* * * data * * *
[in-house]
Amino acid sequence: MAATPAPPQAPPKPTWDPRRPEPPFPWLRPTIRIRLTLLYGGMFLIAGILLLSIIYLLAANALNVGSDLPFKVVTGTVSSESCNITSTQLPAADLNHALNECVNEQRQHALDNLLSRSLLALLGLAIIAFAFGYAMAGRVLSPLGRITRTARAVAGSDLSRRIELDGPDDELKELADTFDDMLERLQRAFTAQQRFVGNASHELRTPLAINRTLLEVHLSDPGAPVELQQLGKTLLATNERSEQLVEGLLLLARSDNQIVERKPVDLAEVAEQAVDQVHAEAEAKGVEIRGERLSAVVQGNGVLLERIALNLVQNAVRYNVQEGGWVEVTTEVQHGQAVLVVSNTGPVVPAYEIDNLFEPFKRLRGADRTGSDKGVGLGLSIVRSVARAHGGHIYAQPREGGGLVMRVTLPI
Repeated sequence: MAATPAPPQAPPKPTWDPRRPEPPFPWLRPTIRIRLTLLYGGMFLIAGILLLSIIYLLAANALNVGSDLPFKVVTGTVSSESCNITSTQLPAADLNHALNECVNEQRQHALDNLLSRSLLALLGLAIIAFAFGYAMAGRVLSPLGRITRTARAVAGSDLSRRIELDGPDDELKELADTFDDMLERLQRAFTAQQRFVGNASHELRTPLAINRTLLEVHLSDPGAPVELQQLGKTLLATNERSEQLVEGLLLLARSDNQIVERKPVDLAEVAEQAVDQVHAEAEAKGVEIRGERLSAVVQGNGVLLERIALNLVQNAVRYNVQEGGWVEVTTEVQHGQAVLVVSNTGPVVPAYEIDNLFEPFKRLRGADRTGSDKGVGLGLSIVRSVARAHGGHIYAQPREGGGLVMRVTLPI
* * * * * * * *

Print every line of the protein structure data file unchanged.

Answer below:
[in-house]
Amino acid sequence: MAATPAPPQAPPKPTWDPRRPEPPFPWLRPTIRIRLTLLYGGMFLIAGILLLSIIYLLAANALNVGSDLPFKVVTGTVSSESCNITSTQLPAADLNHALNECVNEQRQHALDNLLSRSLLALLGLAIIAFAFGYAMAGRVLSPLGRITRTARAVAGSDLSRRIELDGPDDELKELADTFDDMLERLQRAFTAQQRFVGNASHELRTPLAINRTLLEVHLSDPGAPVELQQLGKTLLATNERSEQLVEGLLLLARSDNQIVERKPVDLAEVAEQAVDQVHAEAEAKGVEIRGERLSAVVQGNGVLLERIALNLVQNAVRYNVQEGGWVEVTTEVQHGQAVLVVSNTGPVVPAYEIDNLFEPFKRLRGADRTGSDKGVGLGLSIVRSVARAHGGHIYAQPREGGGLVMRVTLPI
Repeated sequence: MAATPAPPQAPPKPTWDPRRPEPPFPWLRPTIRIRLTLLYGGMFLIAGILLLSIIYLLAANALNVGSDLPFKVVTGTVSSESCNITSTQLPAADLNHALNECVNEQRQHALDNLLSRSLLALLGLAIIAFAFGYAMAGRVLSPLGRITRTARAVAGSDLSRRIELDGPDDELKELADTFDDMLERLQRAFTAQQRFVGNASHELRTPLAINRTLLEVHLSDPGAPVELQQLGKTLLATNERSEQLVEGLLLLARSDNQIVERKPVDLAEVAEQAVDQVHAEAEAKGVEIRGERLSAVVQGNGVLLERIALNLVQNAVRYNVQEGGWVEVTTEVQHGQAVLVVSNTGPVVPAYEIDNLFEPFKRLRGADRTGSDKGVGLGLSIVRSVARAHGGHIYAQPREGGGLVMRVTLPI